Thursday, August 7, 2008

Indian Couple selected For Volunteering Beijing Olympic Games

Beijing: Among the 100,000 volunteers who have been practising their smiles to greet athletes, journalists and spectators during the Beijing Olympic Games, will be the husband-and-wife duo Manish and Monica Chopra. They are the only Indian volunteers to have been selected to serve at the Games. They applied online last year.

They were informed of their selection a few months ago and say they are thrilled to have “fulfilled a dream.”

“I am really not at all athletic,” Ms. Monica said. “So volunteering at the Games is really the closest I can come to them, since neither Manish nor I are ever likely to become athletes!”

The young couple have lived in China for four years. While Mr. Manish works for a U.S. company with sourcing operations in China, Ms. Monica is an English teacher at the Indian embassy school in Beijing.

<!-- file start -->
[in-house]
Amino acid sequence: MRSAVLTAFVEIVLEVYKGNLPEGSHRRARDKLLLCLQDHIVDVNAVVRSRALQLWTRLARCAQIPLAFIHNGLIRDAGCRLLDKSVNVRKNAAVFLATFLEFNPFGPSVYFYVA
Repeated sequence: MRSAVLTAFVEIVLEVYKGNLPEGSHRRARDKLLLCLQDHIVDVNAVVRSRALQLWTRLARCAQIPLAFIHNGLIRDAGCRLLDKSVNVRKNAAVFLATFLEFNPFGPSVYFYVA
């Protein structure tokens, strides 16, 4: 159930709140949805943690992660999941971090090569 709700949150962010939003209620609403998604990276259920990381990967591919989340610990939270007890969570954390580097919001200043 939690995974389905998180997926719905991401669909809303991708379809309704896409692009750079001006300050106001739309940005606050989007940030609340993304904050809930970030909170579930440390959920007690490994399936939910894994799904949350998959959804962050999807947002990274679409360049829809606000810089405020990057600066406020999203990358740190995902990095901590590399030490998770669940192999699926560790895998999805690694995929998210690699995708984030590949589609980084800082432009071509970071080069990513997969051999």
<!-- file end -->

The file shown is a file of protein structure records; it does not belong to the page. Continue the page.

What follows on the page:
As with any statistic related to China, the number of those who applied to serve as volunteers for the Games was also outsize: over 1.2 million. Among them were 22,000 foreigners. Finally, 199 were selected.

What went in Mr. Manish’s favour is his Chinese language ability. “My Chinese is good enough to even have a fight in.” He has been assigned to help spectators at the Yindong Natatorium, the venue for the pentathlon and water polo events, at the National Olympics Sports Centre of Beijing. He has been going into the venue daily for the past week and will continue the routine till the Games end on August 24. “The first time I entered the venue with my badge and uniform, I felt like I had won the gold medal of my life.”

Ms. Monica says putting on her volunteer uniform is a rush. “I get stopped on the subway and on the streets when people see my uniform. They give me the thumbs up sign and encourage me with whatever little English they have.”

Her job is at an Olympics information call centre where she trains Chinese staff in handling questions called in, in English. “We specially try and get them used to different accents and speeds of talking.” The biggest challenge the couple have faced in their endeavour is explaining to friends and family exactly what volunteerism entails. “People think either we are being paid money to volunteer or that we had to pay to get chosen,” she says. The volunteers are provided free transport and food; there is no other remuneration.

Soure:The HIndu

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